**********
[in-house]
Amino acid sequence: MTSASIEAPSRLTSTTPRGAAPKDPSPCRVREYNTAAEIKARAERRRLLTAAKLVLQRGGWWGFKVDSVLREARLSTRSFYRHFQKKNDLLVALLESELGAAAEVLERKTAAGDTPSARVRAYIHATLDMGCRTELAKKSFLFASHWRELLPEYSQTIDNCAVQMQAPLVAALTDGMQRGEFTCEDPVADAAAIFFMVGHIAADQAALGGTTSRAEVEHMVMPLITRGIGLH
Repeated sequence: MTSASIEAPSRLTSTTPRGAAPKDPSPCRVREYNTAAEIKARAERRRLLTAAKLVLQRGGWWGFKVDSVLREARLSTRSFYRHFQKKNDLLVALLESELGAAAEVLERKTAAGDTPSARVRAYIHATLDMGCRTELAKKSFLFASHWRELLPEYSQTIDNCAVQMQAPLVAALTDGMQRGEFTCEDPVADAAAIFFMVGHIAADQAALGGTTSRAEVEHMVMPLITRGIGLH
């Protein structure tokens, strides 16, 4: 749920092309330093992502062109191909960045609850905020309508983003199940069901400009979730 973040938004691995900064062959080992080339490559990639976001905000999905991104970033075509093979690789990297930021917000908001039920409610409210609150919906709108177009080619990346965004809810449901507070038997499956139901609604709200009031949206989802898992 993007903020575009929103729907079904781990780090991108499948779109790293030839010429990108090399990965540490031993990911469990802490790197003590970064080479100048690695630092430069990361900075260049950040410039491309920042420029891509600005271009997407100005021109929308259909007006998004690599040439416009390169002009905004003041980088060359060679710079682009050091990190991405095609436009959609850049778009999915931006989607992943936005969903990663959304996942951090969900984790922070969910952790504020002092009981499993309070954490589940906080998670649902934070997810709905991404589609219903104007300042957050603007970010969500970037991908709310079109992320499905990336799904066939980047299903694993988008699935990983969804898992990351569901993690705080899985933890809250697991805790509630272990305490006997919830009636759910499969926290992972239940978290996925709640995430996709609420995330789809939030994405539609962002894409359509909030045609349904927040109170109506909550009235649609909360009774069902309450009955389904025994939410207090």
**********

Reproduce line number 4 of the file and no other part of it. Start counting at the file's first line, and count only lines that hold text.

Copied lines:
């Protein structure tokens, strides 16, 4: 749920092309330093992502062109191909960045609850905020309508983003199940069901400009979730 973040938004691995900064062959080992080339490559990639976001905000999905991104970033075509093979690789990297930021917000908001039920409610409210609150919906709108177009080619990346965004809810449901507070038997499956139901609604709200009031949206989802898992 993007903020575009929103729907079904781990780090991108499948779109790293030839010429990108090399990965540490031993990911469990802490790197003590970064080479100048690695630092430069990361900075260049950040410039491309920042420029891509600005271009997407100005021109929308259909007006998004690599040439416009390169002009905004003041980088060359060679710079682009050091990190991405095609436009959609850049778009999915931006989607992943936005969903990663959304996942951090969900984790922070969910952790504020002092009981499993309070954490589940906080998670649902934070997810709905991404589609219903104007300042957050603007970010969500970037991908709310079109992320499905990336799904066939980047299903694993988008699935990983969804898992990351569901993690705080899985933890809250697991805790509630272990305490006997919830009636759910499969926290992972239940978290996925709640995430996709609420995330789809939030994405539609962002894409359509909030045609349904927040109170109506909550009235649609909360009774069902309450009955389904025994939410207090």